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Old 10-03-2011, 12:17 PM
 
Location: Pennsylvania
15,569 posts, read 9,595,827 times
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anything that can take a porcupine definitely deserves respect!
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Old 10-04-2011, 06:08 AM
 
Location: Houlton
65 posts, read 79,715 times
Reputation: 96
Quote:
Originally Posted by bangorme View Post
Your chow could not take down a fisher. Not even close.
You have no idea the temperament/ability of my Chow. She is the scrappiest dog I've ever known. I'm a runner and she has been my running companion for years. I can't count the times over the years that untied dogs have come out to challenge her while we were running. She has taken down every dog she ever fought with in less than 5 seconds. I've her seen take on two dogs at the same time sending them both running back home yelping with tails between their legs.

Fishers are ferocious no doubt, and can put a hurting on a dog but I'll put my money on my Chow.
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Old 10-04-2011, 06:33 AM
 
Location: Pennsylvania
15,569 posts, read 9,595,827 times
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wouldn't take a bet on that either way, especially if your dog was defending you and the fisher was fighting for survival. Hopefully it'll never happen.
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Old 10-04-2011, 08:25 AM
 
Location: West in the winter, north in the summer
75 posts, read 172,623 times
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I don't understand why people seem to think that a domestic animal can act wild. Sure a chow is a rugged animal, but not experienced in hunting/killing for survival like a fishercat. Take a human being. One is an average city folk who think that the police will protect them if something goes wrong. Then take a person in the country who knows the police are typically 45min to an hour away and know that they need to address a dangerous situation themselves and can do it properly. Experience is everything, and unless trained, a domestic dog will probably be killed by a properly equipped wild fishercat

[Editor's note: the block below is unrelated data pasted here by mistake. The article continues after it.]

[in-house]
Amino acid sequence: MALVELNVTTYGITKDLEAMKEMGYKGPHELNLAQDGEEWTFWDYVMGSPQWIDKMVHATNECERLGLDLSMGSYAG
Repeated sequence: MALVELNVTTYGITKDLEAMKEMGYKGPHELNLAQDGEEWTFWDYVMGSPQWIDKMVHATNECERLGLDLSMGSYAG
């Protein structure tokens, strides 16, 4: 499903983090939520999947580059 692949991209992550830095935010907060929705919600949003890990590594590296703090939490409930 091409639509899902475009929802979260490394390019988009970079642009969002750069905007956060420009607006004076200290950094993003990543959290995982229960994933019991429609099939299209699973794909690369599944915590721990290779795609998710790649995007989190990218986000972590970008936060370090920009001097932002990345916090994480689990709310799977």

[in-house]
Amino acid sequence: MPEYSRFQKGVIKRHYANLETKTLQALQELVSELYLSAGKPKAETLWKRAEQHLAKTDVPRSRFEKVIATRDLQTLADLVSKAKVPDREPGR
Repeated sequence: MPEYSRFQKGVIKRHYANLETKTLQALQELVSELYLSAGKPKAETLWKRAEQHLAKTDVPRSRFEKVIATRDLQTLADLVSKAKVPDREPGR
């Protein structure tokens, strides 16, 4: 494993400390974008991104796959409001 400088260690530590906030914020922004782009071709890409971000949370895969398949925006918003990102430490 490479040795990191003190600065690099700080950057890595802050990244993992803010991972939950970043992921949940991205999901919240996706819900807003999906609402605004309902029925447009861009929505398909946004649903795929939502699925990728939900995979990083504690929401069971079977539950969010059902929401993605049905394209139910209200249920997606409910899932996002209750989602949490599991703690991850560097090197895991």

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Old 10-04-2011, 08:34 AM
 
Location: Way South of the Volvo Line
2,776 posts, read 6,967,928 times
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You may have lots of confidence in your chow, but my suggestion is to still maintain a good distance from any wild creature. As the previous poster said there is a big difference between being scrappy and being a born bred and accomplished predator.


Northwest Wildlife Weasels - this page is devoted to the weasel like wildlife of the great Northwest
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Old 10-04-2011, 10:04 AM
 
Location: West Michigan
12,084 posts, read 33,148,283 times
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Quote:
Originally Posted by Robel View Post

Fishers are ferocious no doubt, and can put a hurting on a dog but I'll put my money on my Chow.
I've got $100 that says the Fisher would be pooping Chow chunks for a week.
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Old 10-04-2011, 10:16 AM
 
Location: Central Maine
1,472 posts, read 2,611,685 times
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Quote:
Originally Posted by Robel View Post
You have no idea the temperament/ability of my Chow. She is the scrappiest dog I've ever known. I'm a runner and she has been my running companion for years. I can't count the times over the years that untied dogs have come out to challenge her while we were running. She has taken down every dog she ever fought with in less than 5 seconds. I've her seen take on two dogs at the same time sending them both running back home yelping with tails between their legs.

Fishers are ferocious no doubt, and can put a hurting on a dog but I'll put my money on my Chow.